Here, the statement by Detective Todd to Kingsley was distinctively a command. At the preliminary hearing in this case, the prosecutor asked Detective Todd, "And what did you do after seeing the defendant in--standing in the driveway?" Detective Todd responded, "I exited the vehicle. Showed Mr. Kingsley my badge and told him to get off the phone." After the prosecutor then asked what the detective did next, Detective Todd stated, "I asked him to come over to where I was at and asked him if he had any weapons." The instruction to Kingsley to get off the phone was an order that commanded Kingsley to obey and hang up the phone so that Detective Todd could talk to Kingsley.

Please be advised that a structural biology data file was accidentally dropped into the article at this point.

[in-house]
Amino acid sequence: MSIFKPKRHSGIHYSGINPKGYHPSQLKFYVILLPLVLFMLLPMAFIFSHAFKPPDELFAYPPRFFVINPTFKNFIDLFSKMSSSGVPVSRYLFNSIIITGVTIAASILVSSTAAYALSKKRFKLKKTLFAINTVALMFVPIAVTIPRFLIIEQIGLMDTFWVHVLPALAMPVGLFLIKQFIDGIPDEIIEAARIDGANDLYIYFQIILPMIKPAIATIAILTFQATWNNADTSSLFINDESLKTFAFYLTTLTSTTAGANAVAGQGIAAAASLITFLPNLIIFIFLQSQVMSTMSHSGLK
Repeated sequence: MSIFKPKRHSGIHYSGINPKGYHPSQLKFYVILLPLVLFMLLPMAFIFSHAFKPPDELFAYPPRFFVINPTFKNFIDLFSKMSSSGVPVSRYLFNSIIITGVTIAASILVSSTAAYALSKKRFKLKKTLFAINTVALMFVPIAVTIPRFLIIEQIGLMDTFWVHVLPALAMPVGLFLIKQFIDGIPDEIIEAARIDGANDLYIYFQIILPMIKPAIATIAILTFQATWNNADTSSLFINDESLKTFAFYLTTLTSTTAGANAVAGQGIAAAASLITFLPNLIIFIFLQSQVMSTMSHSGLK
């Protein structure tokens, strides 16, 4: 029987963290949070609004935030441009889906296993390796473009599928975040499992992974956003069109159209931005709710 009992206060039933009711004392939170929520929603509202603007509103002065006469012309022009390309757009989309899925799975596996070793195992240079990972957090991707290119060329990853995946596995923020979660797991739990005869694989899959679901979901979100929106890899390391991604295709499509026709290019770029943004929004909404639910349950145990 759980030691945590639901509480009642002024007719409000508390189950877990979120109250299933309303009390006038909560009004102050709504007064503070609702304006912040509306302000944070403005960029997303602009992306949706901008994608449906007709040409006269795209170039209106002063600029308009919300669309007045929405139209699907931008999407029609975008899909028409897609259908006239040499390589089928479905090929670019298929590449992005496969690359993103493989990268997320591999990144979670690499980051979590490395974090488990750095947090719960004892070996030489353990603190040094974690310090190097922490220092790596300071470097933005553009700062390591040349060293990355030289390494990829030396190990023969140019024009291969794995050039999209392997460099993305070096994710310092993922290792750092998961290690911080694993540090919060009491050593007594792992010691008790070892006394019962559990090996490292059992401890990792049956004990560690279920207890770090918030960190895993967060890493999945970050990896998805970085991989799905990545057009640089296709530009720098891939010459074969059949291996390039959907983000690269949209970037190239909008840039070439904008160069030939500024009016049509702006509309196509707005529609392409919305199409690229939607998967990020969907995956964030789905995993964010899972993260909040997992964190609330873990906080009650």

To place the detective's command in context, contact with Kingsley began with four unmarked police vehicles approaching the probationer's house carrying several plainclothes police officers and a probation officer. Detective Todd, upon exiting his vehicle, displayed his law enforcement badge to Kingsley. Then, Detective Todd directed Kingsley to end the phone call and asked Kingsley to approach him. Certainly, at this point in the overall chain of events, Kingsley was seized. A reasonable person, in seeing the badge and being told to end a phone call, would no longer think that he or she was free to ignore the police presence and go about his or her business.